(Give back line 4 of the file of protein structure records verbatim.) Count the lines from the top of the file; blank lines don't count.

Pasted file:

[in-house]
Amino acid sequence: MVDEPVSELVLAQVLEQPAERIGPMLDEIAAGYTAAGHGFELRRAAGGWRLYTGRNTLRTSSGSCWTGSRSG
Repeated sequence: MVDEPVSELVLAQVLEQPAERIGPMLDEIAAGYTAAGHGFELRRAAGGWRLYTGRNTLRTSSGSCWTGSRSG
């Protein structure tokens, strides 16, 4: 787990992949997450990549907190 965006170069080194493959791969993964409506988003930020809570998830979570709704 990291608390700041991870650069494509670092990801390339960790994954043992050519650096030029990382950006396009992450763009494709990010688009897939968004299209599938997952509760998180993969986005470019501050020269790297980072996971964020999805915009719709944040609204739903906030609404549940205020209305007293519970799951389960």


């Protein structure tokens, strides 16, 4: 787990992949997450990549907190 965006170069080194493959791969993964409506988003930020809570998830979570709704 990291608390700041991870650069494509670092990801390339960790994954043992050519650096030029990382950006396009992450763009494709990010688009897939968004299209599938997952509760998180993969986005470019501050020269790297980072996971964020999805915009719709944040609204739903906030609404549940205020209305007293519970799951389960």